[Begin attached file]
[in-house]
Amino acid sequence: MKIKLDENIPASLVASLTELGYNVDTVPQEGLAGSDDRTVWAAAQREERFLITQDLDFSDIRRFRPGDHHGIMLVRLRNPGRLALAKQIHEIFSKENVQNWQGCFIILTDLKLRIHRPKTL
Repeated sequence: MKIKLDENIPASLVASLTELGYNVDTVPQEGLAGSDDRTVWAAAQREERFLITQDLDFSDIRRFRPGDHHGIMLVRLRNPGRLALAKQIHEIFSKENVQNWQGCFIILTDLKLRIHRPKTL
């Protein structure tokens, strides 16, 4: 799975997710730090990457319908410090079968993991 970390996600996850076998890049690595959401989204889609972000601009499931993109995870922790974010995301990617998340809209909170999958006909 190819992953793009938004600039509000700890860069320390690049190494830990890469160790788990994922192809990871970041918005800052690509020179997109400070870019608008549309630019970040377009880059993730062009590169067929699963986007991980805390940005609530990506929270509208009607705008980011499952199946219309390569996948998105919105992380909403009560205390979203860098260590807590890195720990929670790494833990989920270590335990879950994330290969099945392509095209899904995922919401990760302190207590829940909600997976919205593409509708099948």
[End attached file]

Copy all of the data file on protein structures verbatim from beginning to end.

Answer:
[in-house]
Amino acid sequence: MKIKLDENIPASLVASLTELGYNVDTVPQEGLAGSDDRTVWAAAQREERFLITQDLDFSDIRRFRPGDHHGIMLVRLRNPGRLALAKQIHEIFSKENVQNWQGCFIILTDLKLRIHRPKTL
Repeated sequence: MKIKLDENIPASLVASLTELGYNVDTVPQEGLAGSDDRTVWAAAQREERFLITQDLDFSDIRRFRPGDHHGIMLVRLRNPGRLALAKQIHEIFSKENVQNWQGCFIILTDLKLRIHRPKTL
């Protein structure tokens, strides 16, 4: 799975997710730090990457319908410090079968993991 970390996600996850076998890049690595959401989204889609972000601009499931993109995870922790974010995301990617998340809209909170999958006909 190819992953793009938004600039509000700890860069320390690049190494830990890469160790788990994922192809990871970041918005800052690509020179997109400070870019608008549309630019970040377009880059993730062009590169067929699963986007991980805390940005609530990506929270509208009607705008980011499952199946219309390569996948998105919105992380909403009560205390979203860098260590807590890195720990929670790494833990989920270590335990879950994330290969099945392509095209899904995922919401990760302190207590829940909600997976919205593409509708099948």